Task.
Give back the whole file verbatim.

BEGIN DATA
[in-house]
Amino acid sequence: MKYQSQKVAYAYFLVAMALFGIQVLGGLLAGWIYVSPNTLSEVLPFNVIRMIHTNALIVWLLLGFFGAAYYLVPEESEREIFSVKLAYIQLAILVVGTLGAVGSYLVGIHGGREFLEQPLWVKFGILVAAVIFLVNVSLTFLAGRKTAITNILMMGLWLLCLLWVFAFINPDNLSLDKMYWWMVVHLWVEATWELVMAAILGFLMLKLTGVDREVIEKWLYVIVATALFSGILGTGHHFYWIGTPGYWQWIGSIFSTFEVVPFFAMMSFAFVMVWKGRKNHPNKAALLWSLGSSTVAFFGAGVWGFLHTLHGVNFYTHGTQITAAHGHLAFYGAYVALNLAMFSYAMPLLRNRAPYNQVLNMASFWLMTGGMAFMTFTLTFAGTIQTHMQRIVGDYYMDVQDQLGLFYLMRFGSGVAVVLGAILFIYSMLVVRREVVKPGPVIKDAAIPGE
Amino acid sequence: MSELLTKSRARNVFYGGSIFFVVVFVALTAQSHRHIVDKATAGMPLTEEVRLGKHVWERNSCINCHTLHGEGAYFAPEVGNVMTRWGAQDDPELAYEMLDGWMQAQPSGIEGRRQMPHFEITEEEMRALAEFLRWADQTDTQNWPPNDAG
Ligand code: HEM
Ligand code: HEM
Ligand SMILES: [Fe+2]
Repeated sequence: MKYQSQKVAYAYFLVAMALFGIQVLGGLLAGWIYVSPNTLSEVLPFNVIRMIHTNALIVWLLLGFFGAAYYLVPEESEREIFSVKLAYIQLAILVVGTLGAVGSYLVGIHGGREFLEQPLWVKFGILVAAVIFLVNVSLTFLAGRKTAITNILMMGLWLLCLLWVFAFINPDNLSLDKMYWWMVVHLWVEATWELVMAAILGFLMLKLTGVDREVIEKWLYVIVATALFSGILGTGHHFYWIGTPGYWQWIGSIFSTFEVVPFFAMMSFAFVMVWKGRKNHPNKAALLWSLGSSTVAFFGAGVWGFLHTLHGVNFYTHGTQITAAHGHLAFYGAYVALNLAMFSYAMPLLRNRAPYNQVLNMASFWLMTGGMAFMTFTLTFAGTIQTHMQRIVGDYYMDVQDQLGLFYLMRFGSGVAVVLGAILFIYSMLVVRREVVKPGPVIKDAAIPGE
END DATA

[in-house]
Amino acid sequence: MKYQSQKVAYAYFLVAMALFGIQVLGGLLAGWIYVSPNTLSEVLPFNVIRMIHTNALIVWLLLGFFGAAYYLVPEESEREIFSVKLAYIQLAILVVGTLGAVGSYLVGIHGGREFLEQPLWVKFGILVAAVIFLVNVSLTFLAGRKTAITNILMMGLWLLCLLWVFAFINPDNLSLDKMYWWMVVHLWVEATWELVMAAILGFLMLKLTGVDREVIEKWLYVIVATALFSGILGTGHHFYWIGTPGYWQWIGSIFSTFEVVPFFAMMSFAFVMVWKGRKNHPNKAALLWSLGSSTVAFFGAGVWGFLHTLHGVNFYTHGTQITAAHGHLAFYGAYVALNLAMFSYAMPLLRNRAPYNQVLNMASFWLMTGGMAFMTFTLTFAGTIQTHMQRIVGDYYMDVQDQLGLFYLMRFGSGVAVVLGAILFIYSMLVVRREVVKPGPVIKDAAIPGE
Amino acid sequence: MSELLTKSRARNVFYGGSIFFVVVFVALTAQSHRHIVDKATAGMPLTEEVRLGKHVWERNSCINCHTLHGEGAYFAPEVGNVMTRWGAQDDPELAYEMLDGWMQAQPSGIEGRRQMPHFEITEEEMRALAEFLRWADQTDTQNWPPNDAG
Ligand code: HEM
Ligand code: HEM
Ligand SMILES: [Fe+2]
Repeated sequence: MKYQSQKVAYAYFLVAMALFGIQVLGGLLAGWIYVSPNTLSEVLPFNVIRMIHTNALIVWLLLGFFGAAYYLVPEESEREIFSVKLAYIQLAILVVGTLGAVGSYLVGIHGGREFLEQPLWVKFGILVAAVIFLVNVSLTFLAGRKTAITNILMMGLWLLCLLWVFAFINPDNLSLDKMYWWMVVHLWVEATWELVMAAILGFLMLKLTGVDREVIEKWLYVIVATALFSGILGTGHHFYWIGTPGYWQWIGSIFSTFEVVPFFAMMSFAFVMVWKGRKNHPNKAALLWSLGSSTVAFFGAGVWGFLHTLHGVNFYTHGTQITAAHGHLAFYGAYVALNLAMFSYAMPLLRNRAPYNQVLNMASFWLMTGGMAFMTFTLTFAGTIQTHMQRIVGDYYMDVQDQLGLFYLMRFGSGVAVVLGAILFIYSMLVVRREVVKPGPVIKDAAIPGE